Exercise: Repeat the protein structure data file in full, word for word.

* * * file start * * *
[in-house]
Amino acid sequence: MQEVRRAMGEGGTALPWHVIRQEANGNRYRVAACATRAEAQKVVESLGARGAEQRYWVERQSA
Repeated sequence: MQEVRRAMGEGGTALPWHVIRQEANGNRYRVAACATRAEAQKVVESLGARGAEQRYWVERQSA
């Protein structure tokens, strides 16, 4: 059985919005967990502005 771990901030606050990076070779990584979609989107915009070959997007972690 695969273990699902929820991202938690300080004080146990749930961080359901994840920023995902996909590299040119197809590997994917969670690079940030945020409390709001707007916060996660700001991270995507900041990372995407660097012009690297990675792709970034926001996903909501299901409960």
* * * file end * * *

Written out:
[in-house]
Amino acid sequence: MQEVRRAMGEGGTALPWHVIRQEANGNRYRVAACATRAEAQKVVESLGARGAEQRYWVERQSA
Repeated sequence: MQEVRRAMGEGGTALPWHVIRQEANGNRYRVAACATRAEAQKVVESLGARGAEQRYWVERQSA
């Protein structure tokens, strides 16, 4: 059985919005967990502005 771990901030606050990076070779990584979609989107915009070959997007972690 695969273990699902929820991202938690300080004080146990749930961080359901994840920023995902996909590299040119197809590997994917969670690079940030945020409390709001707007916060996660700001991270995507900041990372995407660097012009690297990675792709970034926001996903909501299901409960």